By A Customer - Published on Amazon.com
Format:Paperback
Tsujimura has made this introductory guide to Japanese Linguistics a very easy reader, especially when one has basic Japanese language knowledge. The exercises at the end of each chapter are simple revision tools for the contents covered.
Though the book is not well structured theory-wise, it provides a practical overview of the various fields involved in Japanese Linguistics, particularly Syntax, which takes up a third of the book's thickness.
I recommend the book as a comprehensive guide for beginners in this field.
2 of 2 people found the following review helpful
5.0 out of 5 stars excellent introduction July 12 2011
By gakusya - Published on Amazon.com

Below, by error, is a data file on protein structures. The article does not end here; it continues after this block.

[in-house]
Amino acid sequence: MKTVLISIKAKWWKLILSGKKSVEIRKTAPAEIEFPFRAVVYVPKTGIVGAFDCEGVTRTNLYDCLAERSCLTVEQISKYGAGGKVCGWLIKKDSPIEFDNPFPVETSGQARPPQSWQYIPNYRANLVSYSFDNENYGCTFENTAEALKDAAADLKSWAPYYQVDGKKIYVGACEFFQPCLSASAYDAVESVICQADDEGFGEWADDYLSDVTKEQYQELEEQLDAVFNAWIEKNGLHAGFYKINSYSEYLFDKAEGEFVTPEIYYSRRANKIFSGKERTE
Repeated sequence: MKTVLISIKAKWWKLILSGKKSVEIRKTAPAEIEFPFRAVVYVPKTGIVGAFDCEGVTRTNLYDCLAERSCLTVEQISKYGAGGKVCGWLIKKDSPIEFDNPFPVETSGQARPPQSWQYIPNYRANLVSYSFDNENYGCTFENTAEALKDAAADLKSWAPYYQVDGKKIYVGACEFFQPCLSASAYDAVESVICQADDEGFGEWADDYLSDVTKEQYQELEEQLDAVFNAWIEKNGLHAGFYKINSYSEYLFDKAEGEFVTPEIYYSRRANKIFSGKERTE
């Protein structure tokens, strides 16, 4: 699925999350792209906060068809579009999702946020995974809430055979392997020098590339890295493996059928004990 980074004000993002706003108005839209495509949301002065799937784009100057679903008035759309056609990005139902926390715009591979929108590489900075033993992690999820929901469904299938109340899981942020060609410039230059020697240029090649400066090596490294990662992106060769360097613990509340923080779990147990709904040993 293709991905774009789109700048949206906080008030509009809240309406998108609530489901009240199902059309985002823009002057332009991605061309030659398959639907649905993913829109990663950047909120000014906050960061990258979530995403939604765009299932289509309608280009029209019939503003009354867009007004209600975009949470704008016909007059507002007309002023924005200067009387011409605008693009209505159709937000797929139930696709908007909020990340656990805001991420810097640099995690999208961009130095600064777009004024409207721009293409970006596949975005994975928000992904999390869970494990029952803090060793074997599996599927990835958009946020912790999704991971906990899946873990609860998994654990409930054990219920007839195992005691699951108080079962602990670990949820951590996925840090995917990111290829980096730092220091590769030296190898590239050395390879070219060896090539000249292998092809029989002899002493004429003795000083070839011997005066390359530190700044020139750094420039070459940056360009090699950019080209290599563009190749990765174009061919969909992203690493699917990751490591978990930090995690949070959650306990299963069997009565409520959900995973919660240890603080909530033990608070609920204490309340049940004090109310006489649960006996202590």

Format:Paperback
This book is definitely best suited to people who have had an intro to linguistics already, although such a primer isnt really necessary because the author defines and discusses all terms and concepts before she uses them as tools of analysis. An introductory chapter on phonology, phonetics, morphology, syntax, semantics, and language acquisition from any general introductory linguistics textbook will be more than adequate prep for this book, since it doesn't expound too deeply on linguistic analysis of Japanese; it is exactly what it claims to be, and introduction. The author does accommodate people who have no had no prior experience in linguistics primarily by defining any terminology that's used along with a very brief discussion of the theory, just enough to afford the reader a functional understanding. For example, a phoneme and an allophone are both well defined in the early chapters, and then she uses the sound inventory of Japanese to further illustrate conceptually what phonemes and allophones really are along with defining what the phonemic and allophonic distribution of Japanese sounds happens to be.